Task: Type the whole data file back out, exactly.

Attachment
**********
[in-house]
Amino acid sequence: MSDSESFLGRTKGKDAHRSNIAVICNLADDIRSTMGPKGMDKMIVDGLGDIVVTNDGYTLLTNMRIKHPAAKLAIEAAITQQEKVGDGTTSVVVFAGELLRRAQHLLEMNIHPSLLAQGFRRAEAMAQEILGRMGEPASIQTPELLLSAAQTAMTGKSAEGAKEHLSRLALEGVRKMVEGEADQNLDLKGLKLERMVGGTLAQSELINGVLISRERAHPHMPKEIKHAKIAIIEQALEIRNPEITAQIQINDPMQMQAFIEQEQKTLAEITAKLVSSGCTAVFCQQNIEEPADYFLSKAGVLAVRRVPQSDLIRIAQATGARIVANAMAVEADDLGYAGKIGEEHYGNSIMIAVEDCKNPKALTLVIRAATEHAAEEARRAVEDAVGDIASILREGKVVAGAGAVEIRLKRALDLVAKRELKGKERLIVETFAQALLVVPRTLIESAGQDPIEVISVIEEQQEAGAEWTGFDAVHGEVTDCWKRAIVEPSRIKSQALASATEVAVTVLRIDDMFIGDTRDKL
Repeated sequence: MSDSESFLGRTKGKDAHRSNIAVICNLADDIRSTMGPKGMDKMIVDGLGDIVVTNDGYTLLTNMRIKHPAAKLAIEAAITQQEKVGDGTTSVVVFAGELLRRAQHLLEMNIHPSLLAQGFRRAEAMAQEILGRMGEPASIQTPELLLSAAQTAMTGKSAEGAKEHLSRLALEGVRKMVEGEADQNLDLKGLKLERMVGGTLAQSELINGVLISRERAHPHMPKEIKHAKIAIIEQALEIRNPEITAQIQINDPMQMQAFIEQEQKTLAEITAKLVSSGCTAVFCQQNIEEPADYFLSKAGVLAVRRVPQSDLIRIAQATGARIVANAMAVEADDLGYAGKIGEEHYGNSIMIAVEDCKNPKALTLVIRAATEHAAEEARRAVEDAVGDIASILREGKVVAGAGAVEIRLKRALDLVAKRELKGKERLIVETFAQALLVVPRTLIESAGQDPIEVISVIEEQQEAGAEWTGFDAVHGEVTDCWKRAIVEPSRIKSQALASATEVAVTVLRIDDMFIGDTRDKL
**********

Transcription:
[in-house]
Amino acid sequence: MSDSESFLGRTKGKDAHRSNIAVICNLADDIRSTMGPKGMDKMIVDGLGDIVVTNDGYTLLTNMRIKHPAAKLAIEAAITQQEKVGDGTTSVVVFAGELLRRAQHLLEMNIHPSLLAQGFRRAEAMAQEILGRMGEPASIQTPELLLSAAQTAMTGKSAEGAKEHLSRLALEGVRKMVEGEADQNLDLKGLKLERMVGGTLAQSELINGVLISRERAHPHMPKEIKHAKIAIIEQALEIRNPEITAQIQINDPMQMQAFIEQEQKTLAEITAKLVSSGCTAVFCQQNIEEPADYFLSKAGVLAVRRVPQSDLIRIAQATGARIVANAMAVEADDLGYAGKIGEEHYGNSIMIAVEDCKNPKALTLVIRAATEHAAEEARRAVEDAVGDIASILREGKVVAGAGAVEIRLKRALDLVAKRELKGKERLIVETFAQALLVVPRTLIESAGQDPIEVISVIEEQQEAGAEWTGFDAVHGEVTDCWKRAIVEPSRIKSQALASATEVAVTVLRIDDMFIGDTRDKL
Repeated sequence: MSDSESFLGRTKGKDAHRSNIAVICNLADDIRSTMGPKGMDKMIVDGLGDIVVTNDGYTLLTNMRIKHPAAKLAIEAAITQQEKVGDGTTSVVVFAGELLRRAQHLLEMNIHPSLLAQGFRRAEAMAQEILGRMGEPASIQTPELLLSAAQTAMTGKSAEGAKEHLSRLALEGVRKMVEGEADQNLDLKGLKLERMVGGTLAQSELINGVLISRERAHPHMPKEIKHAKIAIIEQALEIRNPEITAQIQINDPMQMQAFIEQEQKTLAEITAKLVSSGCTAVFCQQNIEEPADYFLSKAGVLAVRRVPQSDLIRIAQATGARIVANAMAVEADDLGYAGKIGEEHYGNSIMIAVEDCKNPKALTLVIRAATEHAAEEARRAVEDAVGDIASILREGKVVAGAGAVEIRLKRALDLVAKRELKGKERLIVETFAQALLVVPRTLIESAGQDPIEVISVIEEQQEAGAEWTGFDAVHGEVTDCWKRAIVEPSRIKSQALASATEVAVTVLRIDDMFIGDTRDKL